Monastic: maximize deep efforts by eliminating/radically minimizing shallow obligations. Personal success is from doing one thing extremely well. Sounds like somewhat of a hermit for long stretches.
Bimodal: Divide time dedicated some clearly defined stretches to deep work and have the rest of your time open. You put aside at least a full day at a time. Adam Grant takes 2-4 straight days per month.
Rhythmic: Dedicated time everyday for going deep. This best for normal human cycles and pushes you forward when you have no pressure. Each session should last ~90 min.
Journalistic: Fit deep work in whenever works with your schedule. Very hard to do, must be able to switch on and off your deep work, which depletes your willpower. Walter Isaacson does this.

Keep in mind, you can plan out your week and your day to avoid making decisions during the day. This allows for more willpower towards deep work endeavors. Having “rules” around your life and environment help you make less decisions. Now you have to decide how you will execute your deep work

1a. Make it a Ritual:
I want to be Rhythmic and create a routine, so as to be consistent. But before you start, you should decide the following:
– Define where you’ll work and for how long. Identify a place only for deep work. 90 min is good.
– Know how you will work (like tracking words produced per 20min)
– Decide how you will support your work: pre-work walk, snack food, or cup of coffee (Also, think of this act as priming)

1b.) OR Make a Grand Gesture
Leverage a radical change in your environment (possibly with investment of work or money to get there) to dedicate all your time to your Deep Work. Example: buying plane ticket to China and writing your book on the flights or Bill Gates taking his “Think Weeks”.

2. Don’t Work Alone
Balance deep work and collaboration. It is important to be focus on your work, but not the point where you don’t collaborate with others, preferably from other disciplines to stir creativity. Also, working with someone else at a shared whiteboard can push you deeper than working alone. The other party is waiting on your insight. Best example of this is Building 20 at MIT where physicists and philosophers worked together. DO NOT mix your own deep work with working with others. Keep them separate to get benefits of both, otherwise you’re doing neither.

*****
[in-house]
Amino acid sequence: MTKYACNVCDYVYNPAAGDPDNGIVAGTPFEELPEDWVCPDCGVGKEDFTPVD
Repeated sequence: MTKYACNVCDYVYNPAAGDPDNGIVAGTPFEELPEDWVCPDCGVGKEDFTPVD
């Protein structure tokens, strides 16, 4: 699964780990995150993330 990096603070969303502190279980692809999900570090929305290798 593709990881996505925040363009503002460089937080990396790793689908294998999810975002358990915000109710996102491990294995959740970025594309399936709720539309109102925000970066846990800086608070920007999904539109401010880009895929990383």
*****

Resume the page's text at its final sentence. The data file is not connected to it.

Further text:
3. Execute like a Business
a. Focus on the Wildly Important. The more you try to do, the less you actually accomplish.
b. Act on the Lead Measures: Lead measures are what you can quantify in real-time, before you get to your goal. Your goal is a Lag Measure. For Deep Work, you can say “hours spent in deep work on wildly important goal” is a lead measure.
c. Keep A Scoreboard: While tracking your hours spent working, circle the hour where you finished your task. This helps give you a calibration on how long it will take to accomplish goals and reinforces the idea of deep work helping you accomplish your goal.
d. Create Accountability: Have a weekly review to keep you on track and fine tune your work habits.

4. Be Lazy
Think of Recreation as Re-Creation. Time to re-create yourself in another way.
a. During downtime you draw insights. Also, the Unconscious Thought Theory says that you work through complex, conflicting problems with large amounts of information better through your subconscious. i.e. Sleep on it.
b. Downtime recharges energy. Attention Restoration Theory says time in nature helps ability to concentrate. You don’t want to waste your “directed attention”. Doing fun things like conversation with friends, playing games with the kids, don’t use your directed attention, but instead provide stimuli similar to being in nature while letting your directed attention (similar to willpower) replenish.
c. Your Evening Work that replaces Downtime is Not Important. Deliberate Practice Theory states you can get 1-4 hours of “Deliberate” (read Deep) work done per day. By the evening, your work is not efficient. If you have unfinished business, review each incomplete task and (1) have a plan to complete it, (2) schedule a time to revisit it, the have a shutdown ritual to turn your work mind off. This prevents you thinking about work after-hours and give you more mental capacity.

Rule #2: Embrace Boredom
Once people are wired for distractions, they will crave it. You need to break this craving, similar to Thoreau, by being a little bit disconnected all the time. This is different than 1-day Digital Detox. To do this, you can plan time for breaks, like when you are allowed to use the internet. You will segregate and limit your internet use. It’s the switching between low-stimuli/high-value activities and high-stimuli/low-value activities that essentially weakens your minds ability to organize high-values vs low-value activities. To execute this idea: